Hundreds attend funeral of fire captain killed in library fire
Porterville Fire Capt. Ramon "Ray" Figueroa is remembered as a dedicated professional, a great leader and an adoring father
The Bakersfield Californian
DELANO, Calif. — Hundreds of people, including uniformed firefighters and police, turned out Tuesday to attend funeral services for Porterville Fire Capt. Ramon "Ray" Figueroa, who died in the line of duty fighting the Porterville library fire last week.
There was standing room-only inside St. Mary of the Miraculous Medal Church and many people waited in an overflow area outside or waited in front of the church. As the service ended, an honor guard assembled and saluted as Figueroa's flag-draped casket was brought out from the church, followed by his family. Emergency vehicles from various neighboring agencies crowded the streets and three city of Porterville buses were waiting to transport family and fellow firefighters to the gravesite, where a burial with full honors was held.
Figueroa, 35, leaves behind two young children, his parents, siblings and nieces and nephews, according to an obituary posted on the Porterville Fire Department's Facebook page. Relatives said his son is 3 and his daughter is 6. A fellow firefighter, Patrick Jones, 25, also perished in the blaze.
Figueroa grew up in Delano, graduated from Delano High School and worked for the city of Porterville Fire Department for the past 13 years. He was also called Raymond by many, which is the English version of his name.
He was described by those who knew him as a dedicated professional and leader. His obituary said he commonly would say: “My men, the mission, then me.”
That's exactly how Samantha Rafanan remembered Figueroa. The two met when she started working as a secretary for the fire department and Rafanan and her husband, Ted, soon became like a second family to Figueroa and his young family. Figueroa's kids referred to them as their grandparents, they drove the kids to school on many days and Rafanan said she was at the hospital when Figueroa's son was born.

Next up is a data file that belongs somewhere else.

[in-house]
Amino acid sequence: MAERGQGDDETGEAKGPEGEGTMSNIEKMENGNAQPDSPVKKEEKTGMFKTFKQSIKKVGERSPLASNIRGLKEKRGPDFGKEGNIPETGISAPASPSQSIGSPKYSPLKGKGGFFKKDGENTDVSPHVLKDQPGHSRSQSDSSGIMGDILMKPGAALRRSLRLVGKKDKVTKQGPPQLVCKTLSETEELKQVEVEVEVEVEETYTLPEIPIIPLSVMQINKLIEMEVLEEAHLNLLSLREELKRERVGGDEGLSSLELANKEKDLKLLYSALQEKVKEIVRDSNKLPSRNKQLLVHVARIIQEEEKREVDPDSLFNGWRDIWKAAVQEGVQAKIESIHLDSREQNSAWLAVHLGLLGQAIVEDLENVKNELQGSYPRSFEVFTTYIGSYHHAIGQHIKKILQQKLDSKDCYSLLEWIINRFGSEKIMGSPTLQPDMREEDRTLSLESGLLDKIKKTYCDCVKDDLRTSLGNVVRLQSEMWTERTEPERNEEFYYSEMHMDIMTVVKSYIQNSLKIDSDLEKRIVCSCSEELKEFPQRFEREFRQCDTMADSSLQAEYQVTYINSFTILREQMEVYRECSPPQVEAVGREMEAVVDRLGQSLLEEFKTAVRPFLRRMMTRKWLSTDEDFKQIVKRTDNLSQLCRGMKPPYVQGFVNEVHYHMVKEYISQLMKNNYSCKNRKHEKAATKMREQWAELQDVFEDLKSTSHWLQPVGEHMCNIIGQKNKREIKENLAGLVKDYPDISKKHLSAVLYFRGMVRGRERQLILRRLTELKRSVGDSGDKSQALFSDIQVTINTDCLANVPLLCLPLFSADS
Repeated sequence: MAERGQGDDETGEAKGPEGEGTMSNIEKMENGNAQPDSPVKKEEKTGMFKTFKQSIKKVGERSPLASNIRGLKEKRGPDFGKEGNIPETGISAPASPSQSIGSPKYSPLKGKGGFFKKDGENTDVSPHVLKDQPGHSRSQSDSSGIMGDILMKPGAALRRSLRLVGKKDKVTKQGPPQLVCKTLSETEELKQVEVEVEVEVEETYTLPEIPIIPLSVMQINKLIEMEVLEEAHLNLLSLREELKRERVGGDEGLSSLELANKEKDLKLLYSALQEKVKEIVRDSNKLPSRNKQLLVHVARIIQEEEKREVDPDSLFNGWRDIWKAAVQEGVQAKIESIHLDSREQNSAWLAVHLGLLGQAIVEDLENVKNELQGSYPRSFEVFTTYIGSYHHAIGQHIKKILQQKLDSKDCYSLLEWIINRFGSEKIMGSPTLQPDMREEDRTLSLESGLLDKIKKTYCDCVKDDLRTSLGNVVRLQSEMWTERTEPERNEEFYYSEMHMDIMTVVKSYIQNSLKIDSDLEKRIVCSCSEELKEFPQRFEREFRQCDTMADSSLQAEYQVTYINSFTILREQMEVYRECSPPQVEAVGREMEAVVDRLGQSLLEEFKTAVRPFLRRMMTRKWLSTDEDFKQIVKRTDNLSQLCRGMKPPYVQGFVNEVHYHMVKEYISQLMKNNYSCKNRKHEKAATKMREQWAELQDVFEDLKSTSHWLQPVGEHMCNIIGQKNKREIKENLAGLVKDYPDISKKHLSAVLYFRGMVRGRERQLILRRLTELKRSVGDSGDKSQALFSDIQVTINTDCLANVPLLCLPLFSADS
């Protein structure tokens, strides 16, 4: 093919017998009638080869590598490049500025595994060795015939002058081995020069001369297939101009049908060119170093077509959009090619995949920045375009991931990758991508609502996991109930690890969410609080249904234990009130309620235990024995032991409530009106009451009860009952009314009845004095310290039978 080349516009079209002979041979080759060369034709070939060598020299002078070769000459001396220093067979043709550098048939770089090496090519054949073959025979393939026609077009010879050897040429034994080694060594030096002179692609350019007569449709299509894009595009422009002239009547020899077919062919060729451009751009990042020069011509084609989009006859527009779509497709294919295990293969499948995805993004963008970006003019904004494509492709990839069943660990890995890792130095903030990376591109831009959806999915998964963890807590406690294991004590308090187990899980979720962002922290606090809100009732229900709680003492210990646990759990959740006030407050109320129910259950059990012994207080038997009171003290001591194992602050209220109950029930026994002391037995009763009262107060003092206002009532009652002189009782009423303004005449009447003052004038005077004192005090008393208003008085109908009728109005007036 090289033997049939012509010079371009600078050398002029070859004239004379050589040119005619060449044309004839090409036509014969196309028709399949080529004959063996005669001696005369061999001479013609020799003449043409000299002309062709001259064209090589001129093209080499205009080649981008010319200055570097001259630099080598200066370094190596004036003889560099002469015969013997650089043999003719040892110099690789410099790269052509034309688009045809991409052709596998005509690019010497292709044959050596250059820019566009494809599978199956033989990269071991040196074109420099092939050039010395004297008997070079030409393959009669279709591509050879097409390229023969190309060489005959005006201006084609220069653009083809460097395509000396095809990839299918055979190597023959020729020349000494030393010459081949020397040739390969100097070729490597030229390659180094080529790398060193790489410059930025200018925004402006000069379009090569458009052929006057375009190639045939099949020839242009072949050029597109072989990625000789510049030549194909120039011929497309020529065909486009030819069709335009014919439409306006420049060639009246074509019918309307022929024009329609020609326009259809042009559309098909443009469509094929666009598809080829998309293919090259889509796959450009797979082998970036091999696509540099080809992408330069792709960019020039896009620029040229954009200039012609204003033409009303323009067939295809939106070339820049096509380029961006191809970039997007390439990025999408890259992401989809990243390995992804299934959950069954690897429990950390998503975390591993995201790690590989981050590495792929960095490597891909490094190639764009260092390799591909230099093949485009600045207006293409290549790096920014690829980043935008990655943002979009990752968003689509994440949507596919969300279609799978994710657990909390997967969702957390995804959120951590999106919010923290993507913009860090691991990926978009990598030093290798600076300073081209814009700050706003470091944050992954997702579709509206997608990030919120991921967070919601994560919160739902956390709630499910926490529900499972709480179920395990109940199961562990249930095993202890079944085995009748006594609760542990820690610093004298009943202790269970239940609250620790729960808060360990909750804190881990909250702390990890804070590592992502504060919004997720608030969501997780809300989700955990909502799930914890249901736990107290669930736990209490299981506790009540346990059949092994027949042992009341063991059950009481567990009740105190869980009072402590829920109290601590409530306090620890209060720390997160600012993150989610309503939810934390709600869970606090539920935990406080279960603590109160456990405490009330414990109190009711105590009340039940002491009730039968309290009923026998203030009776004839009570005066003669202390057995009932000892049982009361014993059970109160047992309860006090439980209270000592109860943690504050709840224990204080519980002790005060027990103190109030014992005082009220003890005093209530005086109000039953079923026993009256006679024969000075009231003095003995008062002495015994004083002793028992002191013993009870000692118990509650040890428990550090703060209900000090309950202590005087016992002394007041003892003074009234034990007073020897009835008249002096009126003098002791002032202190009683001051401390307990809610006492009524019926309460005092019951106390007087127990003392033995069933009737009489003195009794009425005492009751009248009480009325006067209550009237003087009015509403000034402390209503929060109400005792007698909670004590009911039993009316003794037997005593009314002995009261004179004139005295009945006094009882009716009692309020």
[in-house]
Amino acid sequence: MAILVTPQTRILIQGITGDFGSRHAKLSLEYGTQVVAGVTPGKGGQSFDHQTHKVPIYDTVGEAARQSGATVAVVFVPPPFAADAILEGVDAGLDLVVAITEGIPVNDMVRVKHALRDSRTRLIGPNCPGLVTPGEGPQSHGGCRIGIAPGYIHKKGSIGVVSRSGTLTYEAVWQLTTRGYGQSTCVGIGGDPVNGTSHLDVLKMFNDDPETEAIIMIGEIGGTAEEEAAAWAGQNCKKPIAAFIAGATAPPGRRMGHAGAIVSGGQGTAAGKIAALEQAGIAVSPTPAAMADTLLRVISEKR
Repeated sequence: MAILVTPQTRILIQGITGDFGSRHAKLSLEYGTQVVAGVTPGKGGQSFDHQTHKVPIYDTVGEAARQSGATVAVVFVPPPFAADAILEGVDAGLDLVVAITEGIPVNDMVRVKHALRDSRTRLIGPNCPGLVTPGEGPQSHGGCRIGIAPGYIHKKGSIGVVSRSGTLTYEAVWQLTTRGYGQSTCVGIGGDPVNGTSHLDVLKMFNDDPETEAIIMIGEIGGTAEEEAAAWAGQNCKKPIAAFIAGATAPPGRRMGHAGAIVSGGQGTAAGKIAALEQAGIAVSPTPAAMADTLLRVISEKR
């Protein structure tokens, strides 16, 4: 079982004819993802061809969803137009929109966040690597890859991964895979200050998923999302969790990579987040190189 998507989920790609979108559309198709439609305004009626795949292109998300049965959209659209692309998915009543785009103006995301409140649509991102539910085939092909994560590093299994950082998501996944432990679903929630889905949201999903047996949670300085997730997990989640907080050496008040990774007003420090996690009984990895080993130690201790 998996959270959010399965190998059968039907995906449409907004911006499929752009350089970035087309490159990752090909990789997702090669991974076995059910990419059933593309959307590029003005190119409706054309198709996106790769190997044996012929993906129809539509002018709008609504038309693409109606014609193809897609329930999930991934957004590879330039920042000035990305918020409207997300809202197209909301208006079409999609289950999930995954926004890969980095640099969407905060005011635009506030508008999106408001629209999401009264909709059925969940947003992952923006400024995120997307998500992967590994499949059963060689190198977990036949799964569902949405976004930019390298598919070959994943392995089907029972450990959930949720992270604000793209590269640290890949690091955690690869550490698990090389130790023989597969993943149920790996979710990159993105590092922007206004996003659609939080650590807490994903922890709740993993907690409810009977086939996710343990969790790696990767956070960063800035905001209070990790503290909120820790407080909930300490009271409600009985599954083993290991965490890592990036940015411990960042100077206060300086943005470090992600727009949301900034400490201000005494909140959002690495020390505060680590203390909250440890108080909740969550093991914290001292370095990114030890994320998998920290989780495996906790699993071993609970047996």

"Ray was all about his guys," Rafanan said, recalling Figueroa's devotion to his fellow firefighters.
"He didn't leave Patrick," she said, tearing up when referring to Jones, the other firefighter who died. "He didn't leave him."
Dozens of firefighters and police came from neighboring agencies to attend the service, including Bakersfield, Kern County, Mojave Air and Space Port, Clovis, Fresno, Tulare County and Tule River. Among the attendees exiting the church were Dolores Huerta and her son Emilio Huerta, who is a candidate for the Kern County Supervisor's District that includes Delano, Kern County District Attorney Cynthia Zimmer and former Bakersfield Police Chief Lyle Martin.
On his father's side, Figueroa has a large, extended family and many traveled from around the state to attend the funeral, relatives said.
Joe Nunez, who is a cousin of Figueroa's father, also named Ramon Figueroa, said the elder Figueroa was the former police chief of the Lindsey Police Department. The younger Figueroa went into the fire service because he wanted to follow in his dad's footstep's by serving the public. Nunez said father and son were close, and he recalled how the two made trips to visit him over the years, just as the elder Figueroa did with his own father.
"We're all a close-knit family," he said.
Figueroa's family released a statement over the weekend saying he was an adoring father, an adventurous outdoorsman and was proud of his faith.
The statement read: "Although we are heartbroken, we find comfort knowing he died doing what he loved in the accompaniment of a fellow brother (his Jonesy). We are so proud of all he accomplished and he will always be our hero."
Following the church service, a graveside ceremony was held. At the cemetery entrance, an enormous American flag hung from the crossed ladders of a Porterville and Kern County fire engine. A bugler played taps, a bagpiper played "Amazing Grace," the flag covering the casket was folded and given to Figueroa's mother and a flock of white doves was released.
"This is what we do, this is our chosen profession, this is the tradition of the firefighter," said a firefighter in dress uniform, addressing the crowd, just before a bell was rung to signify a firefighter's final return from duty.
©2020 The Bakersfield Californian (Bakersfield, Calif.)